When the error codes have been successfully transferred from the device 12 to the server 34, the software contained within the server 34 matches the captured codes to code interpretations contained on the database contained on the server 34. The OBD II database, which interprets such codes, is in the public domain, and contains a list of several code records. Each record contains a DTC code and a brief description.
Additionally, the software includes an extended description/definition that is written in a natural language, and preferably, is written on a level which enable the typical consumer to understand the problems that exist in his vehicle. A second field of data contained in the database is a narrative of possible causes that give rise to the error code, along with additional troubleshooting steps that the user can take to help pinpoint the exact cause of the trouble, if such cause is not pinpointed by the error codes themselves. Finally, the additional material within the database can include suggested corrective measures that the user can employ to repair the malfunction in the vehicle detected by the error codes.
The error codes are processed by the software within server 34 to provide a human readable report in a natural language, that will be transferred back to the user in a natural language. For example, an output for a particular code can appear as follows:
DTC Number: P0171[from public domain data]
DTC Name: System 2 Lean (Bank One)[from public domain data]
Description: Error/Air level too high (text added by applicant's software)
Suggestions: It is possible that one or more fuel injectors are clogged. As an initial remedy, try a bottle of fuel injector cleaner. [Text to be added by applicant's software.]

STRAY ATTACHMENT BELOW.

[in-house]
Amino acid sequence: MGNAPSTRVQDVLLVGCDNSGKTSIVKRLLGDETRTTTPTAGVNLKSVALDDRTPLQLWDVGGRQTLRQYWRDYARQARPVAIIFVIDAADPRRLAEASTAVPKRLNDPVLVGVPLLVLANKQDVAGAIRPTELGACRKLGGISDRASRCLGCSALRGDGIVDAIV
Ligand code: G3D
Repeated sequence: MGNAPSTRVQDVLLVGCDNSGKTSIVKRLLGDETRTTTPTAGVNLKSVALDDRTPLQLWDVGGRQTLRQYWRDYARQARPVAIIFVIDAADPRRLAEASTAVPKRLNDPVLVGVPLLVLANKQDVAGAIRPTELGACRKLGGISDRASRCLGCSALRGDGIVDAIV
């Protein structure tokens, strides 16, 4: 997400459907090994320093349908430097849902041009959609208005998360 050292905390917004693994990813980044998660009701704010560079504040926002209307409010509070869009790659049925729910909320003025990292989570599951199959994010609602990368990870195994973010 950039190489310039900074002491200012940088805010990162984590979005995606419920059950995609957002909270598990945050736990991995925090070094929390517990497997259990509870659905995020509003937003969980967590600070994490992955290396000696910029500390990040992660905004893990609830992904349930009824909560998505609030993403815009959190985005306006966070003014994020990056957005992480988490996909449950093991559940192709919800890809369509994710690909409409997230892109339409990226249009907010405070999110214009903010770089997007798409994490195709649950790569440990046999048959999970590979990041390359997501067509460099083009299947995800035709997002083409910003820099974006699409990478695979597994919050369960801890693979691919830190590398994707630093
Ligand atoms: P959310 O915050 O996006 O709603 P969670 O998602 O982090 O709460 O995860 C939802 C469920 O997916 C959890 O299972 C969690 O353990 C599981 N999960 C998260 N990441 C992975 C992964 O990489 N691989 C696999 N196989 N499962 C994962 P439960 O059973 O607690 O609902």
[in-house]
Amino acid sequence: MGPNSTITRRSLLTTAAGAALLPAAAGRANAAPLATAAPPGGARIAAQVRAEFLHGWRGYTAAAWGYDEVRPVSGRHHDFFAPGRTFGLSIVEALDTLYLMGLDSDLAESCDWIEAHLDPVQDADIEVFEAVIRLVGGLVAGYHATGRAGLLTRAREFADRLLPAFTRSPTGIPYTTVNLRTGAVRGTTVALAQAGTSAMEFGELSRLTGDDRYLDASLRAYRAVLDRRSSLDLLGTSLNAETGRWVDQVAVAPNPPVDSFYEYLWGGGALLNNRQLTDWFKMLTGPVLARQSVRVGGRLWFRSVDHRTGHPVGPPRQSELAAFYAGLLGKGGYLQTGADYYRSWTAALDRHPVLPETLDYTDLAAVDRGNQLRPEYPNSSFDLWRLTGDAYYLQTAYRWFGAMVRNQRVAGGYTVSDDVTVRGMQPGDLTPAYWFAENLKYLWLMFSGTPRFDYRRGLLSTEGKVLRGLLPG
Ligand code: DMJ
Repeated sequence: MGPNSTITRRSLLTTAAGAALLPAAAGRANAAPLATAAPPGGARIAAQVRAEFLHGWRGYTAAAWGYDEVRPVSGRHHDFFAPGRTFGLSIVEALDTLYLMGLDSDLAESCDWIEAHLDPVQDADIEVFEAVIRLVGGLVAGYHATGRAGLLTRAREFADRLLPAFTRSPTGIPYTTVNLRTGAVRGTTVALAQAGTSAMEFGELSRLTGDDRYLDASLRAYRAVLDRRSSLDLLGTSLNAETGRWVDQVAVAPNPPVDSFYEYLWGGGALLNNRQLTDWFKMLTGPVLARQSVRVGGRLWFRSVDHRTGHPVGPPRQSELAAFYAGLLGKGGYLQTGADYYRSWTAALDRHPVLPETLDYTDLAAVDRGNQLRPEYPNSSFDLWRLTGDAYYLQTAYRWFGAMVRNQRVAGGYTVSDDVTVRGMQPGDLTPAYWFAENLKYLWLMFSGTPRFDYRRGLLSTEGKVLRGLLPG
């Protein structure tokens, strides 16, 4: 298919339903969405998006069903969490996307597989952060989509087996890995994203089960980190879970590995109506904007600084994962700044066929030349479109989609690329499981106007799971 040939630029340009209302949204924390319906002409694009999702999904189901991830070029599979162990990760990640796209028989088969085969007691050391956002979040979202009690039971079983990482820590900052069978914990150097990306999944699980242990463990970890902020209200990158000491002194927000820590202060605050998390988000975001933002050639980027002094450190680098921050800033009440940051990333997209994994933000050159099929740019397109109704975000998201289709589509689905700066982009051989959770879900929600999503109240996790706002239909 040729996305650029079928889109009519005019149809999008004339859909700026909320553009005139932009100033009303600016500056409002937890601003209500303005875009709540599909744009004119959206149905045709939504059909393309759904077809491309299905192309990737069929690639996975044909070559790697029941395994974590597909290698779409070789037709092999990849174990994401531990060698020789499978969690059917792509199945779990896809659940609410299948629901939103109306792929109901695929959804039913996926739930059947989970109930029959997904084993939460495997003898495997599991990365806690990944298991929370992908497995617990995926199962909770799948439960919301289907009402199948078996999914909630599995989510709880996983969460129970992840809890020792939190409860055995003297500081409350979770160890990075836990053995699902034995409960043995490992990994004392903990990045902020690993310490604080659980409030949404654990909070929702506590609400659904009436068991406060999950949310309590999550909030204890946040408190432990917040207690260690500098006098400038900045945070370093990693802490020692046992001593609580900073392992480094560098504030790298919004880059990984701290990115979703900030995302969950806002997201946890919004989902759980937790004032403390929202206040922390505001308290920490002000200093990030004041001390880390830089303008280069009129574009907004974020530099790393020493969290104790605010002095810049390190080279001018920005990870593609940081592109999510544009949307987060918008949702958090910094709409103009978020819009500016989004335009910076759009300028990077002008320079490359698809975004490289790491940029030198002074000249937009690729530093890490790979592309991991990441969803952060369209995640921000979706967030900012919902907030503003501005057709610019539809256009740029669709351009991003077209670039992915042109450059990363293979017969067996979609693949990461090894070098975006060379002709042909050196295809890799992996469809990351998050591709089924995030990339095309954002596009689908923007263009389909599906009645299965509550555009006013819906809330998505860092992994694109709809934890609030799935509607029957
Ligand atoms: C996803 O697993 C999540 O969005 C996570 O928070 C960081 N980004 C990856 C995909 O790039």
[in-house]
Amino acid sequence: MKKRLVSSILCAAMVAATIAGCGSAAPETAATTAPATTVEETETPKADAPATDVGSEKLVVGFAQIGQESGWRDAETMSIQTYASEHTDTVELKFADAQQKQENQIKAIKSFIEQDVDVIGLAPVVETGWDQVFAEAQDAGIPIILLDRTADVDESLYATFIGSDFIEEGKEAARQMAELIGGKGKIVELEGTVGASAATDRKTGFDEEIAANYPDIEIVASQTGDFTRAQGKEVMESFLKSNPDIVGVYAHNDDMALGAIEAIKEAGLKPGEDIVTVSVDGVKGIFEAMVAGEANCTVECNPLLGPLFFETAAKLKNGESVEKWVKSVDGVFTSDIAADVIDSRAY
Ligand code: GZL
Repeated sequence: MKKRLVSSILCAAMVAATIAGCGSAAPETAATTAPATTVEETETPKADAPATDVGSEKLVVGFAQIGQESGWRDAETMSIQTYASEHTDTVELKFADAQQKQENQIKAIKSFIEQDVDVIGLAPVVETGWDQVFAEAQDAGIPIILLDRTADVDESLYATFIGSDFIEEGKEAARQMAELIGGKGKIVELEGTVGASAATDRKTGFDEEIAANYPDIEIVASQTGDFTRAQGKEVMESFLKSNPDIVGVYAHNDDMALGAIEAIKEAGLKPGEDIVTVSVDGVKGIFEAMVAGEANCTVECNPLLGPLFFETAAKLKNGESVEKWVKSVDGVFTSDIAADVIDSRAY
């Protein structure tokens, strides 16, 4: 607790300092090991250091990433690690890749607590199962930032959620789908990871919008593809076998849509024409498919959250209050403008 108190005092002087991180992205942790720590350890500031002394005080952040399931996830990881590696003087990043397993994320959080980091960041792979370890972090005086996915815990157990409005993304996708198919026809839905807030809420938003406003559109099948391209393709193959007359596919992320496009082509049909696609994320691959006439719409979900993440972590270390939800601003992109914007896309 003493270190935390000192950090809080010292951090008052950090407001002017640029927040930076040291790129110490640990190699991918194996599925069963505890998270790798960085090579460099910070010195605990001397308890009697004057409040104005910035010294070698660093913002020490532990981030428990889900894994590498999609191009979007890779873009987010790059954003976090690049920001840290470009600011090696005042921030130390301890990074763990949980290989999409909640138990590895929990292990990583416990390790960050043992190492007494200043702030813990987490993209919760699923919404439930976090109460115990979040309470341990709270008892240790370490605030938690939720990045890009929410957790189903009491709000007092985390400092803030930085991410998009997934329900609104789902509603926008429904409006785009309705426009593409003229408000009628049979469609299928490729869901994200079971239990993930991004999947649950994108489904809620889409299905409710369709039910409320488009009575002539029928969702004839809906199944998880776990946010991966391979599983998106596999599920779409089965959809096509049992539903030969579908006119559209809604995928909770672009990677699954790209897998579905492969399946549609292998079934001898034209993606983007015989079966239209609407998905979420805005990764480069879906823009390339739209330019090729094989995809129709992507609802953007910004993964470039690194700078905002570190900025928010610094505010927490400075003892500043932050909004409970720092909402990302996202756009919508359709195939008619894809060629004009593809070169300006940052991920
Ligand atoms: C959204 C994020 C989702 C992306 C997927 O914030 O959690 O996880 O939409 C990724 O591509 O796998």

In a fashion typical to the web, this transfer report will take the form a display upon the user's computer screen or PDA screen. The report will be configured so that the user, if he so desires, can copy the report, and paste it into a word processing program or an e-mail program, or configure it to print so that the report can be printed out on the user's printer. Additionally, the report is configured so that it can be downloaded or saved as a file, and downloaded on to the user's personal data assistant, to enable the user to then transport his personal data assistant to the repair shop, wherein the report can be re-displayed for the service technician.
Upon receipt of this information the user will be better informed as to the malfunction occurring in his car. In certain cases, the user may be able to use this information to perform the repairs necessary on the car. In the example given above, the user can perform the first step of the repair by adding a container of fuel injector cleaner to his gas tank. Other repairs may require more extensive mechanical intervention, which the user may or may decide to perform.